What do you do in real life? What pays bills? Have you always lived in Texas?
Haha, in real life I’m a jiu-jitsu athlete! Then I pay my bills with my other passion: forensic psychology. Since mid-2018, I have been working for myself in private practice as a forensic clinical psychologist. It has allowed for the crazy training schedule and frequent travel. I currently work in both Brownsville and Houston, Texas. Then I also provide mindset and weight-cut coaching to other MMA and BJJ athletes locally and all over the world.
Honestly, I always wanted to live somewhere by the beach. I considered Florida and Texas when I was looking for work after finishing grad school. That’s how I ended up in South Texas, with 30-minute access to South Padre Island. My family circumstances pulled me back to Houston in 2018 and it has been great ever since. Now I just travel to beaches on my different trips. It’s nice to take in beach views from different parts of the world.
What is your biggest competition achievement so far?
If you had asked me a few months ago, I would have said winning Master Worlds at blue belt was the biggest achievement. After traveling to Lisbon, Portugal and winning the European Championship as a new purple belt, I cannot say that my blue belt title has as much weight. I am really very proud of my performance at the Euros. I know my training schedule was intense but it’s the mat time that helped me have several great fights there. I’m looking to compete in more majors because there are more competitors at my rank. Locally, the same few girls, which we are all friends now, sign up for the Texas opens.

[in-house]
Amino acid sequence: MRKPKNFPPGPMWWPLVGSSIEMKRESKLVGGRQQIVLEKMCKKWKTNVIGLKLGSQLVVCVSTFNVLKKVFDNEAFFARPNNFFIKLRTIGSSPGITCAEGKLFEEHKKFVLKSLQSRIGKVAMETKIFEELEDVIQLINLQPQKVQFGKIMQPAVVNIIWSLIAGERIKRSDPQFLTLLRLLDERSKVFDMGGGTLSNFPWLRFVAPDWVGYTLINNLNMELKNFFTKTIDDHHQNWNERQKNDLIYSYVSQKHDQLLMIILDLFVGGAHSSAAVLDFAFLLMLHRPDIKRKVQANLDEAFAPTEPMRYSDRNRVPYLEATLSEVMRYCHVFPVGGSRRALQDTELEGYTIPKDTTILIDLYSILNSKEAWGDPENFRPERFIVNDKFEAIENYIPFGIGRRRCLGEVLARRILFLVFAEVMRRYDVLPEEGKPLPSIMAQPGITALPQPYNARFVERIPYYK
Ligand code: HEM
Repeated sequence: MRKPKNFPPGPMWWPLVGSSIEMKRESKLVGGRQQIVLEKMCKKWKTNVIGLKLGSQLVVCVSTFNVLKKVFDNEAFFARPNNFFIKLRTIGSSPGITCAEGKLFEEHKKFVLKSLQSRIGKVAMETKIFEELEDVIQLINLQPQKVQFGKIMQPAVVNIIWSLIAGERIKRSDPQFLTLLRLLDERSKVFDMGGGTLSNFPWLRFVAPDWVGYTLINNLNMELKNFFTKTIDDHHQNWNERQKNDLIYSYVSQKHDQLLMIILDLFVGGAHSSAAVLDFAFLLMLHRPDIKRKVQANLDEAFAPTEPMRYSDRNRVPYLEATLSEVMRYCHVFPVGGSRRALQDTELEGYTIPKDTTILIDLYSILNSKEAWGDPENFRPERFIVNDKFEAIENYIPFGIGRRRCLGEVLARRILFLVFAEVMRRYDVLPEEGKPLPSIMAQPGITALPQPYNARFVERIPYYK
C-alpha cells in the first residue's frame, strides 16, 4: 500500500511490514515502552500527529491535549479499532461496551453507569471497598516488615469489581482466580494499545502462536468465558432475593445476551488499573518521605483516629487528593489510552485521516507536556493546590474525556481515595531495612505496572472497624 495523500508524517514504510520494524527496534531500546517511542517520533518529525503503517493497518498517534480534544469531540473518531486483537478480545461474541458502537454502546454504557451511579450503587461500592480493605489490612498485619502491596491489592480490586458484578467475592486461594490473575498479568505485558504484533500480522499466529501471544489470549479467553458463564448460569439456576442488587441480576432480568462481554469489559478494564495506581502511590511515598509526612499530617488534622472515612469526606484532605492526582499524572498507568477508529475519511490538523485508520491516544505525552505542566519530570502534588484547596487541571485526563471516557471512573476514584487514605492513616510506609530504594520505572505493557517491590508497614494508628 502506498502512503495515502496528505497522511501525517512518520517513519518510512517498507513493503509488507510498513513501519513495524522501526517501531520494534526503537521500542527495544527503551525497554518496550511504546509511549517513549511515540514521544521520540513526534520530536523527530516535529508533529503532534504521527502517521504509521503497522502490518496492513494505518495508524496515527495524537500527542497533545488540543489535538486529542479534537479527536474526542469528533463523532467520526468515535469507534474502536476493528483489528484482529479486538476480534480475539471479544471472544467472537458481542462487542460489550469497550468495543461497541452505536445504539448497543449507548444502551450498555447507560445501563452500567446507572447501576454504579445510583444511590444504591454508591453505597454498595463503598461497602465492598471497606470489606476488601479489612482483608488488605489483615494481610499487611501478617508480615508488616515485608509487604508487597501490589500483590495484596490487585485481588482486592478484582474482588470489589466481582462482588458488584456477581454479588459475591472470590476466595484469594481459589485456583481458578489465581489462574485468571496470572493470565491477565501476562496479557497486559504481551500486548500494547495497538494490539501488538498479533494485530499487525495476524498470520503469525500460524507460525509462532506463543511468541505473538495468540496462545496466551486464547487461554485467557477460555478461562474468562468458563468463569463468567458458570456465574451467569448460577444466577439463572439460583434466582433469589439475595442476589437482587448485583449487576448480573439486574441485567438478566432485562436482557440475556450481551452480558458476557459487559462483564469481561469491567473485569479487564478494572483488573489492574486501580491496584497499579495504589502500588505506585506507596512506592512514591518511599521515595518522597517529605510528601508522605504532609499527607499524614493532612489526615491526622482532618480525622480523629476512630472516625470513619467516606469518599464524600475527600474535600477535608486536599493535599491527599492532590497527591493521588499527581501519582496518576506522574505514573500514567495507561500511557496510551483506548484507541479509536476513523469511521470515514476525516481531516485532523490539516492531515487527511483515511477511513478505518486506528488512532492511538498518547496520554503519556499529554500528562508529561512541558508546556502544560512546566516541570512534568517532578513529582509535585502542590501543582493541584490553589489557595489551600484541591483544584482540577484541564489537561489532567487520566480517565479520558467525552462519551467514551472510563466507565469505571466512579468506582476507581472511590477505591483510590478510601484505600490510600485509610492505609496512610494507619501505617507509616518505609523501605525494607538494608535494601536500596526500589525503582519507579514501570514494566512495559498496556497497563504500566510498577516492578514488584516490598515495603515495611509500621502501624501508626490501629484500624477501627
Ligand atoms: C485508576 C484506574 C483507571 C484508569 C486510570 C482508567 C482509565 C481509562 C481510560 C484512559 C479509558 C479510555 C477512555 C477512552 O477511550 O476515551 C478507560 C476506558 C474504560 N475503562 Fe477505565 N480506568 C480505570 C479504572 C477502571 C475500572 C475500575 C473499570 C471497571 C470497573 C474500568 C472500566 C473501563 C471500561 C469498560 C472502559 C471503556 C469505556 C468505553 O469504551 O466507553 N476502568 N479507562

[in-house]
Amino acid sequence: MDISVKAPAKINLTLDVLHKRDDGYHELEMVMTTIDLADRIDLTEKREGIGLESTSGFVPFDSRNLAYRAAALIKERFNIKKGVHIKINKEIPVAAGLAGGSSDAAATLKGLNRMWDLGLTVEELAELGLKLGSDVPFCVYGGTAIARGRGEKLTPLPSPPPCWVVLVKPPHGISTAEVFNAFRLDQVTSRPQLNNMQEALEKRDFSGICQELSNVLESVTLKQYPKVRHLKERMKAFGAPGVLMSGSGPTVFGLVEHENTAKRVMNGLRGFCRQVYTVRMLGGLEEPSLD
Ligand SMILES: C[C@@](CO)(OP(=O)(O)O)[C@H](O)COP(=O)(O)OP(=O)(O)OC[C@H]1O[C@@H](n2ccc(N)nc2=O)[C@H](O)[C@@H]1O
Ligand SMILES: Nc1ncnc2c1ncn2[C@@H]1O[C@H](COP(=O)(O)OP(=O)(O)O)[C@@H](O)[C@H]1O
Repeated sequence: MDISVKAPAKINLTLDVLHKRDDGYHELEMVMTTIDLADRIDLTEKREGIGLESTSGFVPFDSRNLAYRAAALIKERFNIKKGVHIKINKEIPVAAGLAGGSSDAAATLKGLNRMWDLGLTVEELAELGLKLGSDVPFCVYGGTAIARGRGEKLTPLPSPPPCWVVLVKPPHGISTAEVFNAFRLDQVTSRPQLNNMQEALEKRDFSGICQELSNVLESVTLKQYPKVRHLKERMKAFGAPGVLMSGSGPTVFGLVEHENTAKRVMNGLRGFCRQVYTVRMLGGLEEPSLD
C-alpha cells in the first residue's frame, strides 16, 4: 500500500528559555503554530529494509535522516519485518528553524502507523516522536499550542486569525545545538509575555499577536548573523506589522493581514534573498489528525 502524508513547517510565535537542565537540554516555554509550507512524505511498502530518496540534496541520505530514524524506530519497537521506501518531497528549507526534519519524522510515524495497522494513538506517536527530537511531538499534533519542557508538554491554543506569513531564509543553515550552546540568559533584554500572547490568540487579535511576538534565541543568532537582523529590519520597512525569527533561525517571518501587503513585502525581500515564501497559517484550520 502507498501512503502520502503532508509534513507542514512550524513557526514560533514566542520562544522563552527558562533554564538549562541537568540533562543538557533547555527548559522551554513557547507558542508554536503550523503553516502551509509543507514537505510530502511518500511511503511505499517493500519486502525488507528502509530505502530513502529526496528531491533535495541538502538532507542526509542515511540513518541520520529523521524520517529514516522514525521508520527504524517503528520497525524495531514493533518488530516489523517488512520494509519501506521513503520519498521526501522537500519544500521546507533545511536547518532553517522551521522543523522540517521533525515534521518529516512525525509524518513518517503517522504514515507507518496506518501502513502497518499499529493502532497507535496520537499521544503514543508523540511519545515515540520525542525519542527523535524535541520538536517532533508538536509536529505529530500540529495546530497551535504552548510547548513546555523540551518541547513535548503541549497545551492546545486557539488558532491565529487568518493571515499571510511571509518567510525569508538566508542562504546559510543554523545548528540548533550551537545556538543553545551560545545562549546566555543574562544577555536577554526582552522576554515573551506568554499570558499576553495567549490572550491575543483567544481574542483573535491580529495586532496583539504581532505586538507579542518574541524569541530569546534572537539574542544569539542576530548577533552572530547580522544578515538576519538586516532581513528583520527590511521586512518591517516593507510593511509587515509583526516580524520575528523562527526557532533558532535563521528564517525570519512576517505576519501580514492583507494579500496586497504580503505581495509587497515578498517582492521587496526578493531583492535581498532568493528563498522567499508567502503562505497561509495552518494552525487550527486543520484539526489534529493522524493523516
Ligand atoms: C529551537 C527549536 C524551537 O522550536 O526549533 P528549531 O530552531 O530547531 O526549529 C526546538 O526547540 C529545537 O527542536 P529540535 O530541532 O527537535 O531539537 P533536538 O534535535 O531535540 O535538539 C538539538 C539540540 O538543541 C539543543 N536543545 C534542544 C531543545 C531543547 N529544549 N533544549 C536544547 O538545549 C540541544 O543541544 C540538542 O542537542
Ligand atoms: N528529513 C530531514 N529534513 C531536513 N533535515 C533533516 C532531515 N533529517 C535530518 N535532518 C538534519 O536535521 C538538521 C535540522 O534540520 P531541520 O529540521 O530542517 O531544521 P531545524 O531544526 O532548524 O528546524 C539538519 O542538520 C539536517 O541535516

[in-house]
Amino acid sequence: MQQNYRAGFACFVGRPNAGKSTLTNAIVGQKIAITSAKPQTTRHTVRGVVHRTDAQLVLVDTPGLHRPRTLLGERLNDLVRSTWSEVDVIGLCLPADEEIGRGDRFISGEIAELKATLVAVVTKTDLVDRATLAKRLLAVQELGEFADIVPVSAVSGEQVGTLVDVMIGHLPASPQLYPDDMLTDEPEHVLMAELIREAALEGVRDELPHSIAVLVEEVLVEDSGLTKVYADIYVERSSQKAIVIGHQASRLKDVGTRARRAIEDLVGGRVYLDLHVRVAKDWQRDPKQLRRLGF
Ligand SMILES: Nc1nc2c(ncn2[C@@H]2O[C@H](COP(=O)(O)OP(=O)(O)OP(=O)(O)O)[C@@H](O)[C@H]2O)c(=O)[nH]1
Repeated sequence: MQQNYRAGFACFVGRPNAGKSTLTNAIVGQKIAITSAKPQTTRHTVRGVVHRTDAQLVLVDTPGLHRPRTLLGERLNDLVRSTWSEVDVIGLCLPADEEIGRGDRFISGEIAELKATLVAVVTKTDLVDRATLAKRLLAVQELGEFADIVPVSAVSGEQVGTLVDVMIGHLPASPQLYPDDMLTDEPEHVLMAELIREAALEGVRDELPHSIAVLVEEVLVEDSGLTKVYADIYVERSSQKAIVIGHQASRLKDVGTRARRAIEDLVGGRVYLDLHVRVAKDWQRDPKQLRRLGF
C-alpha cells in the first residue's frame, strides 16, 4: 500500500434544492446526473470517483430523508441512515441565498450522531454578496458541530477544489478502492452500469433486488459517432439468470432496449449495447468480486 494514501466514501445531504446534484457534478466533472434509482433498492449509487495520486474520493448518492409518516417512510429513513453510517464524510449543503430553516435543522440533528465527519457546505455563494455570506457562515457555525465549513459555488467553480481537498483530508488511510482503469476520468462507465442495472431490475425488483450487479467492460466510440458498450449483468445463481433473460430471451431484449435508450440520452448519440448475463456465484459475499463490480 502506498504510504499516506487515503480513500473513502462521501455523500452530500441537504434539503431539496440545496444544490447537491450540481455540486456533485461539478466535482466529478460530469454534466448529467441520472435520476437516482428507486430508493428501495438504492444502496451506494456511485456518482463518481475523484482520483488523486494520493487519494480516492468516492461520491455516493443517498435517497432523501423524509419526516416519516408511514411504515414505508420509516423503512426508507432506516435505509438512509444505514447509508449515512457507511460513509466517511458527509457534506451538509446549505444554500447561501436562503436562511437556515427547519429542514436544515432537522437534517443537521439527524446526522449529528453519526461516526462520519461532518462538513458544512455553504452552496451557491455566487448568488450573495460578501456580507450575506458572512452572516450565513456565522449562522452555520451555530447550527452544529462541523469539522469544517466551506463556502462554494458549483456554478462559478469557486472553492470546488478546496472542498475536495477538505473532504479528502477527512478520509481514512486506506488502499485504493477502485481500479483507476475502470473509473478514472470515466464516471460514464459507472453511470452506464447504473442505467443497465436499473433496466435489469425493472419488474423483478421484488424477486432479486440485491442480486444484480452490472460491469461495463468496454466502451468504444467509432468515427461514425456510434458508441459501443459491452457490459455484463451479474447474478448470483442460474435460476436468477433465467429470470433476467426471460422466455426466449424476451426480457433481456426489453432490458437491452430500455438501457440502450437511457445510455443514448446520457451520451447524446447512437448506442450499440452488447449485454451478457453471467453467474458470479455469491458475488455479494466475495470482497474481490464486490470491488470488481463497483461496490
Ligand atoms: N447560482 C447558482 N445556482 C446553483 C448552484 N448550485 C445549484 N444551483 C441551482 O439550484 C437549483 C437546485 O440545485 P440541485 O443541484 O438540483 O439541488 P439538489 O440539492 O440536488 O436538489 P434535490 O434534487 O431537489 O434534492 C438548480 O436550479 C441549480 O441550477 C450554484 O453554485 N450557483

Do you think it is important to compete?
I think competing is a personal decision. Although it might be a good idea to compete at least once so you get a feel for that experience. I think it really is valuable to know first-hand what it feels like to prepare and step out onto that competition mat. You’ll be better prepared to help teammates train for their own competitions. I am a very competitive person and I love the instant feedback that a competition match gives me. When I roll at my gym or go to an open mat elsewhere, I never know if the person is going easy or giving me everything they’ve got. When it’s comp time, you know it’s ON. There is no question how hard your opponent is trying to sub you. They want to win and you want to win and the person with the better jiu-jitsu will have their hand raised.
There are also some downsides to competing. It’s very expensive and some that want to compete cannot because of the cost. There is also a risk of injury too. I don’t like reading the waiver section of a comp registration form because it usually mentions death. I mean, I haven’t heard of anyone dying but this is a combat sport. People have torn ligaments, busted noses, broken bones, sustained concussions, and so on. It might not be worth the risk for some but I could easily say that the same risks can happen in class at any gym.
Let’s talk about donuts. What makes a good donut? Where did you eat the best donut ever?